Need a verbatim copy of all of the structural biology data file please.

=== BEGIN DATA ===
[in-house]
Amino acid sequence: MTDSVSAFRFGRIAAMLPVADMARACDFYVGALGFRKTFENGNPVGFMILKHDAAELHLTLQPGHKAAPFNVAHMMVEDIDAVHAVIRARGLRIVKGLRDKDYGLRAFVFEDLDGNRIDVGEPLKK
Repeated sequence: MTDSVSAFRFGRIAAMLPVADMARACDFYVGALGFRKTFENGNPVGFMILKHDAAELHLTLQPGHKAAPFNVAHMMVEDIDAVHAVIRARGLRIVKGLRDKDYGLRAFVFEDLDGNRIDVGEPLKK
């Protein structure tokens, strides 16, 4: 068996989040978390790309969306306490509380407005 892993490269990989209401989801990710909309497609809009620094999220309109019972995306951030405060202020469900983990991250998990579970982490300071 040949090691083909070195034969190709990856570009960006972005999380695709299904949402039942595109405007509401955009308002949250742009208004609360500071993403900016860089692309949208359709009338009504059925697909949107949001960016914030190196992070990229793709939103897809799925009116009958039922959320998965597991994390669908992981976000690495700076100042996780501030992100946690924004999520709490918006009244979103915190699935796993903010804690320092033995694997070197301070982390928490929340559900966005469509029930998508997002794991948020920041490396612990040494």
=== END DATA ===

[in-house]
Amino acid sequence: MTDSVSAFRFGRIAAMLPVADMARACDFYVGALGFRKTFENGNPVGFMILKHDAAELHLTLQPGHKAAPFNVAHMMVEDIDAVHAVIRARGLRIVKGLRDKDYGLRAFVFEDLDGNRIDVGEPLKK
Repeated sequence: MTDSVSAFRFGRIAAMLPVADMARACDFYVGALGFRKTFENGNPVGFMILKHDAAELHLTLQPGHKAAPFNVAHMMVEDIDAVHAVIRARGLRIVKGLRDKDYGLRAFVFEDLDGNRIDVGEPLKK
């Protein structure tokens, strides 16, 4: 068996989040978390790309969306306490509380407005 892993490269990989209401989801990710909309497609809009620094999220309109019972995306951030405060202020469900983990991250998990579970982490300071 040949090691083909070195034969190709990856570009960006972005999380695709299904949402039942595109405007509401955009308002949250742009208004609360500071993403900016860089692309949208359709009338009504059925697909949107949001960016914030190196992070990229793709939103897809799925009116009958039922959320998965597991994390669908992981976000690495700076100042996780501030992100946690924004999520709490918006009244979103915190699935796993903010804690320092033995694997070197301070982390928490929340559900966005469509029930998508997002794991948020920041490396612990040494």